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History of Dexter was origionally written by Honorable Stanley Plummer

{"The History of Dexter" by Stanley Plummer are in quotation marks.
All other comments are by James Wintle.}

Sam Dexter Before I go on with the history of waterpower and mills I would like to say something about the signing of a petition to be sent to the Senate and House of Representatives of Massachusetts because at that period in time Maine had not yet become a state but was still a part of Massachusetts.

In the fifteen years or so after the first settlers had come and cleared the land and built homes in the township, they had to take care of their own roads and support their own schools. For this reason in the year 1816, Samuel Copeland drew up a petition of the community. The petition as printed by The History of Dexter: "To the Honorable Senate and House of Representatives of the Commonwealth of Massachusetts, in General Court assembled AD 1816." "The petition of the inhabitants of the Township No. 4, in the 5th Range of Townships north of the Waldo Patent, and in the County of Hancock, humbly shows that now are actually in said Township upwards of forty families which find by experience that they are under many inconveniences by reason of bad roads and for a regular way of supporting the gospel and the establishment of schools, etc. Therefore, that these inconveniences may be remedied, we, the undersigned inhabitants of said township, humbly petition Your Honours that said township be incorporated, with all the privileges of other new towns in the Commonwealth, by the name Dexter, or any other name that you in your wisdom may think proper to direct, and as in duty bound will ever pray."

Samuel Copeland, Conelius Coolidge, Seba French, Raymond Copeland, T. Cahill, John, Hugh Maxwell, William Smith, Benjamin Jennings, Samuel Tucker, Briggs Curtis, Richard Herrick, Jesse Smith, Samuel Wheeler, Samuel Copeland, Jr. Asa Hayward, Samuel Brown, Stephen Leighton, Jonathan Corliss, Isaiah Lincoln, James Fields, Parker Copeland, Andrew Morse, Simeon Safford, Elijah W. Sprague, Luther Copeland, John Bates, Calvin Copeland, Joseph Nash, Ebenezer Small, John Tucker, David McG. Jones, James Sprague, Ephraim Severence, James Jumper, Daniel Webber, Edward Jumper, John Safford, George W. Gordon, Stephen Sprague, Isaac Smith, John Jumper.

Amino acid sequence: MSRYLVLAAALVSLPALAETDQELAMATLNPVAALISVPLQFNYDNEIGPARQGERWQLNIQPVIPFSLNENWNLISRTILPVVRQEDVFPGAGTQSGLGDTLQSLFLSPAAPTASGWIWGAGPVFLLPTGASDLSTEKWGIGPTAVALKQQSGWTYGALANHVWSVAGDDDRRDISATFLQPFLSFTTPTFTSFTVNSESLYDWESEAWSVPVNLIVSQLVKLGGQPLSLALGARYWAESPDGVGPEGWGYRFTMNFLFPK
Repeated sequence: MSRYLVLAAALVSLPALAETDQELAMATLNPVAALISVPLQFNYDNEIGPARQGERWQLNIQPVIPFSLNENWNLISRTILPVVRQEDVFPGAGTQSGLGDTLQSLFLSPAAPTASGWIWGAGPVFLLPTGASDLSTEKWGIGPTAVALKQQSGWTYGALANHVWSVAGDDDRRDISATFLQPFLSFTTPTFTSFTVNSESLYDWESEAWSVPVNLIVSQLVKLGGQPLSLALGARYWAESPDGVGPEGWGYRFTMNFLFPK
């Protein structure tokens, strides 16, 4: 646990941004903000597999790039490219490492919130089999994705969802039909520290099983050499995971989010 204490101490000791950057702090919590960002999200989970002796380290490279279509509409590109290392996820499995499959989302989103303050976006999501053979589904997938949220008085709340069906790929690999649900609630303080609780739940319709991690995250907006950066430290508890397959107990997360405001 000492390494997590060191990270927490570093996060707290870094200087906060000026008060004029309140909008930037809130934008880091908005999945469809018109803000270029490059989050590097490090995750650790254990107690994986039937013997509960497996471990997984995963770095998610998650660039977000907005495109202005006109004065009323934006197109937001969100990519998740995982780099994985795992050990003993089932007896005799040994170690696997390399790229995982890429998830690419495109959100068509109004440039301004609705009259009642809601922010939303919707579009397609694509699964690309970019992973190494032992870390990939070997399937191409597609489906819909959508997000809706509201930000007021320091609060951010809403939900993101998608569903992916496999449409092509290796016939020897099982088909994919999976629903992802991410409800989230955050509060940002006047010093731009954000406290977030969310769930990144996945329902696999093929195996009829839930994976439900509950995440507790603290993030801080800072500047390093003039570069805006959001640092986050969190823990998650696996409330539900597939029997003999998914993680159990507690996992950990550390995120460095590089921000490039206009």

Water!!! What a precious commodity for the little Township!! There were a number of little holding ponds, or mill ponds, whatever you want to call them leading out of the lake as far as the Fay & Scott Machine Shop.

The first one was located in back of Varney Agency, Inc., formerly Abbott Agency. There was a large millpond on the side of Amos Abbott Woolen Mill, now the Guilford of Maine Inc. Warehouse. Both of these ponds had fish in them because when I was just a young fellow, I can remember catching pickerel, yellow perch and sunfish, fishing off the Iron Bridge and off the shore beside the railroad track along side the mill pond. The stream flowed by the Amos Abbott Mill, crossed the road and continued on in back of Tillson's Hardware Store and somewhere near the Gazette Building it crosses over the Main Street and down the side of the Dexter Historical Museum.

There was another millpond further downstream from the Museum for the Dumbarton Woolen Mill. What is now the Chaia Apartments, a home for Senior Citizens. The mill pond was located on the lower part of the Wayside Park and back in my time we used to have a short-cut that came up through the back yard of the mill and on up to the Park Theater. I can remember some of the folks that worked at the Dumbarton Mill. We used to watch them as they slowly walked down the 'Holler' on their way home from work. There was Perley "Cooney" Robichaud, Francis "Hotdog" Clukey, (sometimes known as Cram) Eddie Cogan, (I used to deliver the Bangor Daily News to his house early in the morning)Eddie Pullyard and Anthony "Doc" Rabideau just to name a few.

The Lower-end or "Tough-end", as we were sometimes called, had a ball field at the South end of the Dumbarton Mill. It was a large field but pretty rough so that the catcher's backstop was right along the edge of the stream because that area was the most level place. There was only one drawback..... If the ball ever got by the catcher, it was a lost ball!! I mean, it was gone for good, especially if the water was swift. And it was swift most of the time!!

The millpond in between Center Street and Mill Street was quite large and was located right in behind the houses on Water Street. This millpond supplied the water for the White Mill, so called. Trembley's Trailer Park now occupies the area where it stood for many years before it burned during the 1930's or 40's.

The George Park Manufacturing Co. Inc. or Brick Mill, now Dexter Shoe, had a millpond in what is now the parking lot. All of the neighborhood kids back then used this pond as a skating rink. Sometimes when the water was low the ice would drop to the bottom, even when we were skating on it. Of course, we had to make sure not to skate anywhere near the canal as there was always water flowing underneath this ice. The stream continued on by the Brick Mill across Liberty Street to another millpond and dam. A canal veered left out of the pond towards Fay & Scott Machine Shop and then under and through, continuing on and circling right and joining the main part of the stream as it flowed straight down from the original mill pond and then continued on towards Corinna. The stream coming out of Puffer's Pond flowed down between Phil Chabot's house and Herbie Brook's garage and then into the main stream.

Contact Jim Wintle by email or call 207-924-7598.

The Daily Me * 122 Number 10 Road * Dexter, Maine 04930 * 207.924.3067

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